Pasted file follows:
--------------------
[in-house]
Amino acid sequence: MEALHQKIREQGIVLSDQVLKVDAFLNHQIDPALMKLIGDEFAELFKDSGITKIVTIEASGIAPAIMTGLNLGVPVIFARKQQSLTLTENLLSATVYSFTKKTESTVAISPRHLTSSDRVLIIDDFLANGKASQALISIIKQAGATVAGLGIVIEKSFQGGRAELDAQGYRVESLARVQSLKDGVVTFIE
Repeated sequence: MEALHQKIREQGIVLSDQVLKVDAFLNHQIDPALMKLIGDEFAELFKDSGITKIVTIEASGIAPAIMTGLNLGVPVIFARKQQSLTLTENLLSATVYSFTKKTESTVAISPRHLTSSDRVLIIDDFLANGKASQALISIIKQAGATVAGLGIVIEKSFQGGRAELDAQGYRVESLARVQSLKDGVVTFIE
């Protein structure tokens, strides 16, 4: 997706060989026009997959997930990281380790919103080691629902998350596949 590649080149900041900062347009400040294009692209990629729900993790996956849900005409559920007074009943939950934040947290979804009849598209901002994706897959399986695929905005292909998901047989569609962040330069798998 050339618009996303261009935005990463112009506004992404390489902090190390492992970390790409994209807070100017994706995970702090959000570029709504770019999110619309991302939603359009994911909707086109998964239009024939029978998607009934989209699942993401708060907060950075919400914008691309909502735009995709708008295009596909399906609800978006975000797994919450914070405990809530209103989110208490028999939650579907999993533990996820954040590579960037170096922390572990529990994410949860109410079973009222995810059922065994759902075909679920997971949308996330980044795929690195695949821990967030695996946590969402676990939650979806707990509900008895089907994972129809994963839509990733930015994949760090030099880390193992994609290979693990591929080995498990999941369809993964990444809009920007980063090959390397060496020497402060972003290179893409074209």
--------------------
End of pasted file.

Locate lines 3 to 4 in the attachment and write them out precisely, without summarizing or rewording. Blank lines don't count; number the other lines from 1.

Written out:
Repeated sequence: MEALHQKIREQGIVLSDQVLKVDAFLNHQIDPALMKLIGDEFAELFKDSGITKIVTIEASGIAPAIMTGLNLGVPVIFARKQQSLTLTENLLSATVYSFTKKTESTVAISPRHLTSSDRVLIIDDFLANGKASQALISIIKQAGATVAGLGIVIEKSFQGGRAELDAQGYRVESLARVQSLKDGVVTFIE
């Protein structure tokens, strides 16, 4: 997706060989026009997959997930990281380790919103080691629902998350596949 590649080149900041900062347009400040294009692209990629729900993790996956849900005409559920007074009943939950934040947290979804009849598209901002994706897959399986695929905005292909998901047989569609962040330069798998 050339618009996303261009935005990463112009506004992404390489902090190390492992970390790409994209807070100017994706995970702090959000570029709504770019999110619309991302939603359009994911909707086109998964239009024939029978998607009934989209699942993401708060907060950075919400914008691309909502735009995709708008295009596909399906609800978006975000797994919450914070405990809530209103989110208490028999939650579907999993533990996820954040590579960037170096922390572990529990994410949860109410079973009222995810059922065994759902075909679920997971949308996330980044795929690195695949821990967030695996946590969402676990939650979806707990509900008895089907994972129809994963839509990733930015994949760090030099880390193992994609290979693990591929080995498990999941369809993964990444809009920007980063090959390397060496020497402060972003290179893409074209």